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Workers Party Candidate Qualifies for Massachusetts Auditor Race

The Workers Party of Massachusetts has confirmed that it will appear on the November ballot, bringing the number of third-party candidates contesting statewide office in Massachusetts to seven.

Nick Giannone verified with Independent Political Report that he has turned in enough signatures to appear on the ballot in his bid for Auditor. In addition, two legislative candidates openly associated with the Workers Party of Massachusetts will also join him in November. Laura Saylor is running for state senate in the Bristol and Norfolk district, and Brandon James Griffin is running for state representative in the Seventh Plymouth district.

Stickers created by the Workers Party for the upcoming election. Photo from the Workers Party of Massachusetts Twitter account.

Even though Massachusetts recognizes the Workers Party as a political designation, Giannone and his supporters still needed to collect a minimum of 5,000 signatures to qualify—the same as candidates running with the Democratic and Republican Parties. Giannone is now one of five candidates in a highly contentious race for Auditor. In addition to the two major parties, he is joined by fellow third-party candidates Libertarian Daniel Riek and Green-Rainbow Gloria Caballero-Roca.

On the legislative side, Saylor and Griffin are both running as the sole opposition to their incumbent opponents. Laura Saylor is challenging incumbent Democratic Sen. Paul Feeney, and Brandon James Griffin is challenging incumbent Republican Rep. Alyson Sullivan.

Organized in early 2020, the Workers Party is an independent electoral socialist party not openly associated with any specific broader organization. Specific goals listed in the Workers Party Program include establishing working class political power, overthrowing the “capitalist system of exploitation,” and building a socialist economy that “prioritizes the needs of people and the planet over the profit-driven interests of capital.” In addition to being a candidate, Nick Giannone is the official contact person on the Massachusetts Directory of Political Parties and Designations.

While they both share the name of the Workers Party, it’s important to note that this is not related to the same organization as the Workers Party that merged into the Socialist Party in the 20th century.

The Workers Party joins the Libertarian Association of Massachusetts and the Green-Rainbow Party in a race for three percent of the statewide vote. Major party status in Massachusetts is only achievable by either enrolling one percent of the electorate under a specific designation or polling three percent of the vote in a statewide or federal election. For all three parties, an inability to reach three percent of the vote means enrolling close to 50,000 Massachusetts voters based on recent enrollment statistics.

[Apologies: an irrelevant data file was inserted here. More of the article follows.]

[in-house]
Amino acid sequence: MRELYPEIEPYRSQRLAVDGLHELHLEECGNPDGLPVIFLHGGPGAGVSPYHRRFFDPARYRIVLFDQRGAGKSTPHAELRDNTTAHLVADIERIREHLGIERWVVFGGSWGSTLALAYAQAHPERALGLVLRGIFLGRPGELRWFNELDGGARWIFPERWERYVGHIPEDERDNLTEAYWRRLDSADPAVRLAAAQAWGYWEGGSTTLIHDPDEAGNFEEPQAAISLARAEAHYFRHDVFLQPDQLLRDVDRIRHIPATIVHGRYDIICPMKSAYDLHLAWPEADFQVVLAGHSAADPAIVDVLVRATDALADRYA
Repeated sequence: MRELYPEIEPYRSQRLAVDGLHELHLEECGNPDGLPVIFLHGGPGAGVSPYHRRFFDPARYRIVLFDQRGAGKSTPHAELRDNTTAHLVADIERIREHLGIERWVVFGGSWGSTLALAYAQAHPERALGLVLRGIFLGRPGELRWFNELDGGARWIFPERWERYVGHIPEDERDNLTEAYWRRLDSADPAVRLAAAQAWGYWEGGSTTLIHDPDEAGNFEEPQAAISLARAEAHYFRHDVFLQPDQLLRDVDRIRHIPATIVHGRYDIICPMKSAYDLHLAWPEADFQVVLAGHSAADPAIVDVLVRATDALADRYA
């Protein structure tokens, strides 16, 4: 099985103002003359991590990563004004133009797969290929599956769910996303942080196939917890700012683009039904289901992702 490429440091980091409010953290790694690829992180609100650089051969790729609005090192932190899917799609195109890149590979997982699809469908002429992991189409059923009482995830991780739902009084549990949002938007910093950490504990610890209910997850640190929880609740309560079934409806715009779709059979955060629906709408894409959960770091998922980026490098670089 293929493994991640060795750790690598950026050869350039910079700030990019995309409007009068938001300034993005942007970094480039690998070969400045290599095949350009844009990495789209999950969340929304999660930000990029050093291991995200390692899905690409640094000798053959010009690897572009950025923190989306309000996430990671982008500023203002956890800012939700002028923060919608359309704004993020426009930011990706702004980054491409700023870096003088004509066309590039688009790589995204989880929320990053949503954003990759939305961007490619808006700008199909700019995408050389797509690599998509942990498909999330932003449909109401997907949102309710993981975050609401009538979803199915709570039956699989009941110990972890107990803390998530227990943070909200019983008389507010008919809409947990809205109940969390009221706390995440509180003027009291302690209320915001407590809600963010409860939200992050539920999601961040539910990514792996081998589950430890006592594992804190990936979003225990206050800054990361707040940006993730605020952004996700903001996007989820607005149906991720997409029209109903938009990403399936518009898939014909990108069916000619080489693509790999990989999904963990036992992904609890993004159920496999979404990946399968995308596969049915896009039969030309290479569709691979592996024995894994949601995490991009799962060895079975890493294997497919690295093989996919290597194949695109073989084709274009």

The Massachusetts general election is on November 8, 2022. The inaugural state convention of the Workers Party of Massachusetts will convene in early 2023, per Article VI of the Party Constitution.

This article is a follow-up response to “Mass. Voters Will See Green-Rainbow, Libertarian Candidates on November Ballot,” originally posted on 9/1/2022.

About Post Author

Jordan Willow Evans

Jordan is the managing editor for Independent Political Report. She has appeared on ABC News, NBC Boston, Sky News, BNT 1, and numerous local outlets. She is a proponent of civic inclusion and awareness and was featured in Represent: The Woman’s Guide to Running for Office and Changing the World and the Worcester Historical Museum exhibit PRETTY POWERFUL: 100 Years of Voting & Style.


  1. Cynthia Stead Cynthia Stead September 10, 2022

    My dream is that we abolish partisan registration in MA and force voters to look at the candidate rather than the brand name. But, let a thousand flowers bloom

  2. Jordan Willow Evans Jordan Willow Evans Post author | September 9, 2022

    Absolutely. To compliment George, the difference in eligible signatures had the Workers Party been a major party would be almost 1,900,000 voters. Keep in mind that Massachusetts is a place where less than 5,000,000 people are registered.

  3. George Phillies George Phillies September 8, 2022

    Giannone had the important advantage that “Workers” is a political designation (minor party) rather than a political party (major party), which meant that any Massachusetts registered voter could sign his nominating papers. If Workers had been a major party only independent voters (not a member of any party) and persons who had registered to vote as Workers Party members could sign a Workers Party candidate’s nominating papers.

  4. Johno Johno September 8, 2022

    Sounds similar to Socialist Alternative Party or Workers World Party.

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